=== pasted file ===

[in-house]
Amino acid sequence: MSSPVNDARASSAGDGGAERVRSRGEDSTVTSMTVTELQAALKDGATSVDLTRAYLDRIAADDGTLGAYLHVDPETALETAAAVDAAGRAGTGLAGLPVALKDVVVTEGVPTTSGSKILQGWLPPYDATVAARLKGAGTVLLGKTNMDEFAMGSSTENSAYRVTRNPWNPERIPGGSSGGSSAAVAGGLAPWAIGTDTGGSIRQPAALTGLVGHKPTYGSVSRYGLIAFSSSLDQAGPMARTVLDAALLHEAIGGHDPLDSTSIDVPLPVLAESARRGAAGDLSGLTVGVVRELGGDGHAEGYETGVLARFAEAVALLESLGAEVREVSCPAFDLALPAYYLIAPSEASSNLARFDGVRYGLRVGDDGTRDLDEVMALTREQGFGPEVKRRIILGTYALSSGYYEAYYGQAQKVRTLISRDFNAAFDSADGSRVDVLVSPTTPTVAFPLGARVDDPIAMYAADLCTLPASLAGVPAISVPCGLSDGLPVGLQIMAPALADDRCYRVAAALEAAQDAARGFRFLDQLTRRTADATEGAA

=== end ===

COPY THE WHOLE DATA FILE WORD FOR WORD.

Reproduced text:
[in-house]
Amino acid sequence: MSSPVNDARASSAGDGGAERVRSRGEDSTVTSMTVTELQAALKDGATSVDLTRAYLDRIAADDGTLGAYLHVDPETALETAAAVDAAGRAGTGLAGLPVALKDVVVTEGVPTTSGSKILQGWLPPYDATVAARLKGAGTVLLGKTNMDEFAMGSSTENSAYRVTRNPWNPERIPGGSSGGSSAAVAGGLAPWAIGTDTGGSIRQPAALTGLVGHKPTYGSVSRYGLIAFSSSLDQAGPMARTVLDAALLHEAIGGHDPLDSTSIDVPLPVLAESARRGAAGDLSGLTVGVVRELGGDGHAEGYETGVLARFAEAVALLESLGAEVREVSCPAFDLALPAYYLIAPSEASSNLARFDGVRYGLRVGDDGTRDLDEVMALTREQGFGPEVKRRIILGTYALSSGYYEAYYGQAQKVRTLISRDFNAAFDSADGSRVDVLVSPTTPTVAFPLGARVDDPIAMYAADLCTLPASLAGVPAISVPCGLSDGLPVGLQIMAPALADDRCYRVAAALEAAQDAARGFRFLDQLTRRTADATEGAA